CHAPTER III. Alaska And Its Problems
The impulse for expansion upon which Buchanan floated his political raft into the presidency was not a party affair. It was felt by men of all party creeds, and it seemed for a moment to be the dominant national ideal. Slaveholders and other men who had special interests sought to make use of it, but the fundamental feeling did not rest on their support. American democracy, now confident of its growing strength, believed that the happiness of the people and the success of the institutions of the United States would prove a loadstone which would bring under the flag all peoples of the New World, while those of the Old World would strike off their shackles and remold their governments on the American pattern. Attraction, not compulsion, was the method to be used, and none of the paeans of American prophets in the editorials or the fervid orations of the fifties proposed an additional battleship or regiment.
No one saw this bright vision more clearly than did William H. Seward, who became Secretary of State under Lincoln. Slight of build, pleasant, and talkative, he gave an impression of intellectual distinction, based upon fertility rather than consistency of mind. He was a disciple of John Quincy Adams, but his tireless energy had in it too much of nervous unrest to allow him to stick to his books as did his master, and there was too wide a gap between his beliefs and his practice. He held as idealistic views as any man of his generation, but he believed so firmly that the right would win that he disliked hastening its victory at the expense of bad feeling. He was shrewd, practical - maliciously practical, many thought. When, in the heat of one of his perorations, a flash of his hidden fires would arouse the distrust of the conservative, he would appear to retract and try to smother the flames in a cloud of conciliatory smoke. Only the restraining hand of Lincoln prevented him from committing fatal blunders at the outset of the Civil War, yet his handling of the threatening episode of the French in Mexico showed a wisdom, a patient tact, and a subtle ingenuity which make his conduct of the affair a classic illustration of diplomacy at almost its best.*
* See "Abraham Lincoln and the Union" and "The Hispanic Nations of the New World" (in "The Chronicles of America").
In 1861 Seward said that he saw Russia and Great Britain building on the Arctic Ocean outposts on territory which should belong to his own country, and that he expected the capital of the great federal republic of the future would be in the valley of Mexico. Yet he nevertheless retained the sentiment he had expressed in 1846: "I would not give one human life for all the continent that remains to be annexed." The Civil War prevented for four years any action regarding expansion, and the same conspiracy which resulted in the assassination of Lincoln brought Seward to the verge of the grave. He recovered rapidly, however, and while on a recuperating trip through the West Indies he worked for the peaceable annexation of the Danish Islands and Santo Domingo. His friend, Charles Sumner, the chairman of the Senate Committee on Foreign Affairs, was framing his remarkable project for the annexation of Canada. President Johnson and, later, President Grant endorsed parts of these plans. Denmark and Santo Domingo were willing to acquiesce for money, and Sumner believed, although he was preposterously wrong, that the incorporation of Canada in our Union would be welcomed by the best sentiment of England and of Canada.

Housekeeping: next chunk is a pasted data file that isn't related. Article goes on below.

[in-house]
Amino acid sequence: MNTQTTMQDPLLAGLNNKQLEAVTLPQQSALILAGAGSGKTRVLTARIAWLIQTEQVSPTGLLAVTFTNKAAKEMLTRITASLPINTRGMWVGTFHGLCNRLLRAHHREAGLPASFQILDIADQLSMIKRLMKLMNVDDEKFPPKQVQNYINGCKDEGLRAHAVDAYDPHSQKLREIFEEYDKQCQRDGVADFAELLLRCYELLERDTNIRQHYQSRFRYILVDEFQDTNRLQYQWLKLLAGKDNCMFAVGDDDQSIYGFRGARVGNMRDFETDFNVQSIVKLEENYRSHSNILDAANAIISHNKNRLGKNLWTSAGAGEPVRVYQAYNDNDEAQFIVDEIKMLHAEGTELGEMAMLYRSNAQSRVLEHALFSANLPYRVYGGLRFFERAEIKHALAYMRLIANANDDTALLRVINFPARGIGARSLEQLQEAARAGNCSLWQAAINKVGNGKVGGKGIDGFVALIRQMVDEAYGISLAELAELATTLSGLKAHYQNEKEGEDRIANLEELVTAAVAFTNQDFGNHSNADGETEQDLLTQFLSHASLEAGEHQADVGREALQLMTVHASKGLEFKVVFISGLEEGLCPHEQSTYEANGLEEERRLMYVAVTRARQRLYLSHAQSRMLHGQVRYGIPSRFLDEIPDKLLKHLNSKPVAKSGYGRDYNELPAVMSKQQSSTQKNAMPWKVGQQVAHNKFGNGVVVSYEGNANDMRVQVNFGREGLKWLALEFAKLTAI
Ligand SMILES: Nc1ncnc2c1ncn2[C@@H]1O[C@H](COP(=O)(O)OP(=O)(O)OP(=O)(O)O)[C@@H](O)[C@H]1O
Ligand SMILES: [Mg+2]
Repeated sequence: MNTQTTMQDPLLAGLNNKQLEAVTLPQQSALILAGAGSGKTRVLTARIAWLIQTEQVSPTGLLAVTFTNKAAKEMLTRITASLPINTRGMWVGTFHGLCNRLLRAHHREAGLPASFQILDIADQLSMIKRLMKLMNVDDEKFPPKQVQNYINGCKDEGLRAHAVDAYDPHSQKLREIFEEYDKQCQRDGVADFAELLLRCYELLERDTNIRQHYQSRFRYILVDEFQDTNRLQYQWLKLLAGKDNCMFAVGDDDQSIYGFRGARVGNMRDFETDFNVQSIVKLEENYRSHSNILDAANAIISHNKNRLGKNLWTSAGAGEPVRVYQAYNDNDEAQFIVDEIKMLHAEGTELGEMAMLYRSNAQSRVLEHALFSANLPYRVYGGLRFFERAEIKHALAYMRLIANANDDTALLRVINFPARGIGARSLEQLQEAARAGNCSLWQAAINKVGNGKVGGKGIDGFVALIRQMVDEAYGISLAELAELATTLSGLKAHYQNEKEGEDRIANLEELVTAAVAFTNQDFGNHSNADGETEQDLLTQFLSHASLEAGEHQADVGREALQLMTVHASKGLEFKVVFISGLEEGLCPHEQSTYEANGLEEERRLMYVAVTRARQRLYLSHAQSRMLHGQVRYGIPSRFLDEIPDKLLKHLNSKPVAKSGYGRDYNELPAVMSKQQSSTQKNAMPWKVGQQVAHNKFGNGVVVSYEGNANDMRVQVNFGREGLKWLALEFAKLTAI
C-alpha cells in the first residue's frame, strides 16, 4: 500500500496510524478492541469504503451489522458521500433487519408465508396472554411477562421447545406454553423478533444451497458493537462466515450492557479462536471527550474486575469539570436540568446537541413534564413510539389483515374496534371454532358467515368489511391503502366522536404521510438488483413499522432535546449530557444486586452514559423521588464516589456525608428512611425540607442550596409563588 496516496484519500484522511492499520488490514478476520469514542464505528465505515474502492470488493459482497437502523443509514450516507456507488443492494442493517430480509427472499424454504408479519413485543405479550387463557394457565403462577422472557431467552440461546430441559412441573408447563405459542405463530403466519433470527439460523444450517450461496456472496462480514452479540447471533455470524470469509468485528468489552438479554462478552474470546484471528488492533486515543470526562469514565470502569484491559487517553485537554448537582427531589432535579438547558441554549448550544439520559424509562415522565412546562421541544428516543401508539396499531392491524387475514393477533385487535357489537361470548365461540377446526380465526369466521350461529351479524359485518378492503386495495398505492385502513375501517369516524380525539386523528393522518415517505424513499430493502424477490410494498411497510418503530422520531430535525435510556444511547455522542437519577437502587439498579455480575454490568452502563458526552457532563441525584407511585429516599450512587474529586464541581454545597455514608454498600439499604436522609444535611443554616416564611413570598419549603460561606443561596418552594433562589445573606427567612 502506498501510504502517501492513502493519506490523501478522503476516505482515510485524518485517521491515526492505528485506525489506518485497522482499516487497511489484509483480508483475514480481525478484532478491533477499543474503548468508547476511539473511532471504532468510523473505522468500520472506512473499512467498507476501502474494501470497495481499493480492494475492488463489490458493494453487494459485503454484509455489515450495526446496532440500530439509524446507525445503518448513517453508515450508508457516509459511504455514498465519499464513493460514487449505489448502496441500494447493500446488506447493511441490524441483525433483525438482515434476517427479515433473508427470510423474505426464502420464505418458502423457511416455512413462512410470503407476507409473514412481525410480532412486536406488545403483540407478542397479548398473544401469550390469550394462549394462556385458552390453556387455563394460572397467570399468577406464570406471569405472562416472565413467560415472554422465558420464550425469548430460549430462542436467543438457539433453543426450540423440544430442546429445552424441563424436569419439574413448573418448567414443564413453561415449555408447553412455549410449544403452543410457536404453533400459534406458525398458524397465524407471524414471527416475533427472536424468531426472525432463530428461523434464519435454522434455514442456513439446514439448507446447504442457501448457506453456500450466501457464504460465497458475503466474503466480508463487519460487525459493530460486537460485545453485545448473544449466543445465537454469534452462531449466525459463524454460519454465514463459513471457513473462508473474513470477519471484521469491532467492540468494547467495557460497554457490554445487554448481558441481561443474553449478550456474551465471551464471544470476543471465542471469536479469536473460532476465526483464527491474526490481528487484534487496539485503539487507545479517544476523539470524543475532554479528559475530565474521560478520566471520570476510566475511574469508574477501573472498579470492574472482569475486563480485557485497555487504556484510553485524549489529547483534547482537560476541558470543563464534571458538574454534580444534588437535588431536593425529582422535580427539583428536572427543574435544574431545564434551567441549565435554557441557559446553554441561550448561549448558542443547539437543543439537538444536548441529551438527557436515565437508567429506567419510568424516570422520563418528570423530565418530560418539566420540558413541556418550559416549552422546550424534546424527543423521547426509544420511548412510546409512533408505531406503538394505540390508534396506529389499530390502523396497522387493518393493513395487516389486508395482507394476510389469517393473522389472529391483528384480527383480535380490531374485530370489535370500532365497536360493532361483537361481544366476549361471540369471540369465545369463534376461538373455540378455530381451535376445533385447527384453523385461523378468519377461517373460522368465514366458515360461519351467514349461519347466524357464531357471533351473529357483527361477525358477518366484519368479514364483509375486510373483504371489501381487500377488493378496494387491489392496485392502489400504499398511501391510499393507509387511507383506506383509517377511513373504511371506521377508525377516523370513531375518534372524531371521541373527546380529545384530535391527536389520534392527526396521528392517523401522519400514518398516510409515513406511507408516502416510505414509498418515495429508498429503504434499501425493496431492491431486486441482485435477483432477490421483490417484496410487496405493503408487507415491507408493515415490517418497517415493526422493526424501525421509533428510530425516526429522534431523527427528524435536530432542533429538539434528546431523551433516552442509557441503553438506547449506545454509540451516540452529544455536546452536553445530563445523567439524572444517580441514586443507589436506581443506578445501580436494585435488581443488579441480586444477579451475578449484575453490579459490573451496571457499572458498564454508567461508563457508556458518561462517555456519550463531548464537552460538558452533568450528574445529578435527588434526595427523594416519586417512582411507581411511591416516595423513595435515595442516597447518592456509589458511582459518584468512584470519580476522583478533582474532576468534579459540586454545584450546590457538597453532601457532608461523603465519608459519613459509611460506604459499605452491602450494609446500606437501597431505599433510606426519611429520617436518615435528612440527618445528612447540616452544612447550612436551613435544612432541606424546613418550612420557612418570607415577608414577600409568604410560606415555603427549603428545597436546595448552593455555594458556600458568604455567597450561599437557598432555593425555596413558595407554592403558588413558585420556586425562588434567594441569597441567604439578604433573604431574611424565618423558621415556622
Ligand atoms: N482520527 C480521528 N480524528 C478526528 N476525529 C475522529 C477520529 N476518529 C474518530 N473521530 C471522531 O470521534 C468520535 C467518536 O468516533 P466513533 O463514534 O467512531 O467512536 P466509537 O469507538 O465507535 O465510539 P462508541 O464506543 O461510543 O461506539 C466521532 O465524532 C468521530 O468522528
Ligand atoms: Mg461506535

To willing ears, therefore, came in 1867 the offer of the Russian Minister, Baron Stoeckl, to sell Alaska. The proposal did not raise a question which had been entirely unthought of. Even before the Civil War, numbers of people on the Pacific coast, far from being overawed by the responsibility of developing the immense territories which they already possessed, had petitioned the Government to obtain Alaska, and even the proper purchase price had been discussed. The reasons for Russia's decision to sell, however, have not been sufficiently investigated. It is apparent from the conduct of the negotiation that it was not a casual proposal but one in which Baron Stoeckl, at least, was deeply interested. It is to be remembered that at this time Russia's ambitions were in Asia, and that her chief rival was Great Britain. Russia's power was on land; the seas she could not hope to control. The first moment of war would put Russian rule in, Alaska at the mercy of the British fleet. In those days when a Siberian railroad was an idle dream, this icebound region in America was so remote from the center of Russian power that it could be neither enjoyed nor protected. As Napoleon in 1803 preferred to see Louisiana in the hands of the United States rather than in those of his rival England, so Russia preferred Alaska to fall to the United States rather than to Canada, especially as she could by peaceful cession obtain money into the bargain.
Seward was delighted with the opportunity, but diplomatically concealed his satisfaction and bargained closely. Stoeckl asked ten million dollars; Seward offered five. Stoeckl proposed to split the difference; Seward agreed, if Stoeckl would knock off the odd half million. Stoeckl accepted, on condition that Seward add two hundred thousand as special compensation to the Russian American Company. It was midnight of the 29th of March when $7,200,000 was made the price. Seward roused Sumner from bed, and the three worked upon the form of a treaty until four o'clock in the morning. No captains of industry could show greater decision.